Partly this was native English constipation. As a schoolboy at Repton at the time, CB Fry was told that "if one hit the ball in an unexpected direction on the on side, intentionally or otherwise, one apologised to the bowler… The opposing captain never, by any chance, put a fieldsman there; he expected you to drive on the off side like a gentleman."
And while Australians were not quite so hidebound, they had their own inhibitions, as Monty Noble recalled: "When I first wielded a bat it was considered distinctly bad cricket to pull on the on-side, where there were no fieldsmen, a ball pitched outside the off stump or on the wicket. It had, forsooth, to be played in the regular and approved manner either straight or to the off-side where there were nine and often ten obliging fielders waiting to gather it in. The batsman was supposed to wait until the bowler lost his accuracy and direction and at length pitched one outside the leg stump before it was polite to dispatch it for four to where no fieldsman lurked."
Change came at last with cricket's Golden Age - roughly the two decades preceding World War I. Noble ascribed the popularisation of the hook and the pull to his great contemporaries Victor Trumper and Clem Hill: "I can remember how a few bold spirits in Australia defied convention and, caring little whether it was considered good or bad play, provided the score was increased, developed the stroke which proved so prolific from a run-getting point of view. Soon their methods were adopted by others and in a few years the stroke outgrew all prejudice."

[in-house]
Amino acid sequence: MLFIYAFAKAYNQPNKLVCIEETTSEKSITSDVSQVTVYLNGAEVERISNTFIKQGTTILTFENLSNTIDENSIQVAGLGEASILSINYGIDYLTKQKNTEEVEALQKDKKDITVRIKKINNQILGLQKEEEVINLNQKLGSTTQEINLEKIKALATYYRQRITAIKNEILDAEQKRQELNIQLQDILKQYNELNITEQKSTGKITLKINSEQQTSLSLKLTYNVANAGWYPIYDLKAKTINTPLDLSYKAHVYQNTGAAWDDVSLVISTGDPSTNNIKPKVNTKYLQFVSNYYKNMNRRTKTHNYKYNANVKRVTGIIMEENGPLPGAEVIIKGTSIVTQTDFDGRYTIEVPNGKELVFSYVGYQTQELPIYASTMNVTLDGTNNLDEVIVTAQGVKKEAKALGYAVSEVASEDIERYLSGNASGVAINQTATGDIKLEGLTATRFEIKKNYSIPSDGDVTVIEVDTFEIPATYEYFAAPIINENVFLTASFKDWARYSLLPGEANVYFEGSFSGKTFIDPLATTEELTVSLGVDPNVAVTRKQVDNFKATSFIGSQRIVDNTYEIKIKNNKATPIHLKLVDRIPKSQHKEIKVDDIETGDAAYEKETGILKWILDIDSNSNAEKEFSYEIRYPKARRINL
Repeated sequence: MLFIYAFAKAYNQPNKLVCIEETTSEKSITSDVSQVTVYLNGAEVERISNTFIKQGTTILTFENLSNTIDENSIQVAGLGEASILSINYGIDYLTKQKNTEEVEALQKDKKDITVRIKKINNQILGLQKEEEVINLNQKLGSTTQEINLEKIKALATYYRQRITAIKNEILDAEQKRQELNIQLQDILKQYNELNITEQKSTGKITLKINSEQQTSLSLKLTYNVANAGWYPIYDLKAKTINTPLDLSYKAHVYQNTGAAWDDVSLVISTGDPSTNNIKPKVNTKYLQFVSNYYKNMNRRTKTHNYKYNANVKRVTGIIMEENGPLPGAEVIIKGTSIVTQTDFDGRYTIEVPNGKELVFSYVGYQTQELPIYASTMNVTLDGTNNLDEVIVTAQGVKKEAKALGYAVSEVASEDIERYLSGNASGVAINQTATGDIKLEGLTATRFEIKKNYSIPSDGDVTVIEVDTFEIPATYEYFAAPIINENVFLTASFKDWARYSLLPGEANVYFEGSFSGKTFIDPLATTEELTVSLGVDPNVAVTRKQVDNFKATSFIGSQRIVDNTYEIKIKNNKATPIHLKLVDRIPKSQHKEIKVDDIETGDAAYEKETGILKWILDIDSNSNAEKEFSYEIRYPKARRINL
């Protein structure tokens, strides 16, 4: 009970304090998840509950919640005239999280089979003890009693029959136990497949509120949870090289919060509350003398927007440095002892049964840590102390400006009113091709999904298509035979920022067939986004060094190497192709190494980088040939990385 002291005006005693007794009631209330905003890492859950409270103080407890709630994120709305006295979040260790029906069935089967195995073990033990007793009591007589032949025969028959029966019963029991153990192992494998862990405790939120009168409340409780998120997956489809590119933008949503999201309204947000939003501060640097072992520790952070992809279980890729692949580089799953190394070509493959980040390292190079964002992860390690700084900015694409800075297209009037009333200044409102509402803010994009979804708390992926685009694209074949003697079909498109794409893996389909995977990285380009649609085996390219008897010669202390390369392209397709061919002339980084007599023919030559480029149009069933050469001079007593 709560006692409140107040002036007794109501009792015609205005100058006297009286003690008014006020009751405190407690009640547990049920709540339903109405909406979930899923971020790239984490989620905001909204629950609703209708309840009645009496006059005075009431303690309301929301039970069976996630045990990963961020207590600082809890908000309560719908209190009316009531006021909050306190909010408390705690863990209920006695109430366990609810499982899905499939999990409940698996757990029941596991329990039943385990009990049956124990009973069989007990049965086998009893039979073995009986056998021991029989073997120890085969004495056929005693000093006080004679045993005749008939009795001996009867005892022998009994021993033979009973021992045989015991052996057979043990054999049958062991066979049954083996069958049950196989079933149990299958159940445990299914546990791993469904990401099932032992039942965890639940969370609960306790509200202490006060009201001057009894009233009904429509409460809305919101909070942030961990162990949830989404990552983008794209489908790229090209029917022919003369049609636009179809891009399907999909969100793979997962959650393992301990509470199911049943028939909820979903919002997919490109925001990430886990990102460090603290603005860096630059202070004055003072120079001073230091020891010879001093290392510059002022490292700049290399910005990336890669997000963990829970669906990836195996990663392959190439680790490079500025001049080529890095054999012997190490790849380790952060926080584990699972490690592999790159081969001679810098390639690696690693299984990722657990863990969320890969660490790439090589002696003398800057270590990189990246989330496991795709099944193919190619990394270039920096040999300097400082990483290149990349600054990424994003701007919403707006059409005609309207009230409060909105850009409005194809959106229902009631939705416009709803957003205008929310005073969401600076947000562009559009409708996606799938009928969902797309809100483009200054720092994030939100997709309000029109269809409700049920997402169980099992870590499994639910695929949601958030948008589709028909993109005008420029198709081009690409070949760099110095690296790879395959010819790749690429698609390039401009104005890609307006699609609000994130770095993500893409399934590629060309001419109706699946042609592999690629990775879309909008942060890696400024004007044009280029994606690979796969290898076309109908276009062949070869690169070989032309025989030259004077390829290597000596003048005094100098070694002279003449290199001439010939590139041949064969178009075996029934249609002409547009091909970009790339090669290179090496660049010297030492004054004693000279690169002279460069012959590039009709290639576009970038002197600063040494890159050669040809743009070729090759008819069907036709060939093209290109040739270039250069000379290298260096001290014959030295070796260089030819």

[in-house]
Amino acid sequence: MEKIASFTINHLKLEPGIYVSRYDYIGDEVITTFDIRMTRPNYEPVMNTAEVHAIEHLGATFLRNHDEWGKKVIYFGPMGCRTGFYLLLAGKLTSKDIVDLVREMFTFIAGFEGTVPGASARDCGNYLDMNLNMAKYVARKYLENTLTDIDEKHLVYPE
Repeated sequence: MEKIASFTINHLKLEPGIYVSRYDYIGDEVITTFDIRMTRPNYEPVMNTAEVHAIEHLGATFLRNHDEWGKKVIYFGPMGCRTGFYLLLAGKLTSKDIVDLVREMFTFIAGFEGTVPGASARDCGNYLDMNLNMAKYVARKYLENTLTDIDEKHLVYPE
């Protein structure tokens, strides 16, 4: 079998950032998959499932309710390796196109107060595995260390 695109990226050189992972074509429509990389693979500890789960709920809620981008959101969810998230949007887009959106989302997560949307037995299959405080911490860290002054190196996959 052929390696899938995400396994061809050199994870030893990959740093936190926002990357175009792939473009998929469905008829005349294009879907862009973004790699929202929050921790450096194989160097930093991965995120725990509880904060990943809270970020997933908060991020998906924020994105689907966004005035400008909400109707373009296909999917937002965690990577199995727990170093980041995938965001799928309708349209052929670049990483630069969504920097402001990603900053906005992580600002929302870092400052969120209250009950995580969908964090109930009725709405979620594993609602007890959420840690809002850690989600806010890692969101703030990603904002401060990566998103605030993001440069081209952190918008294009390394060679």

But the foremost innovator was a soi-disant Indian prince, Ranjitsinhji, with an uncanny facility for leg-side play. Like many of the best innovations, the leg glance was arrived at by accident. To curb Ranji's tendency to back away from the ball, his coach at Cambridge University, a local professional called Dan Hayward, nailed his back boot to the crease. Ranji still moved his front foot towards the off, but discovered an aptitude for flicking the ball wristily to the on side, which, in games, was largely untenanted. In 1893, Ranji, and the leg glance, debuted in first-class cricket, with immediate effect.
The writer JN Pentelow described watching Ranji with a taciturn farmer from the Fens, who was finally overwhelmed with wonderment: "Whoy, he only tooch it and it go to th' boundary!" Pretty soon the sentiment was widespread.
By 1896, Ranji was a popular choice in the English Test XI, with his signature stroke achieving a kind of individual celebrity, described by one observer as like "a shell from a seven-pounder - Immense! Audacious! Unstoppable!"
"The pace already imparted to the ball by the bowler is helped on and added to by a flick of the bat, executed either with the wrist or some movement of the arms. Consequently, the faster the bowler the easier it is to make hard cuts and glances"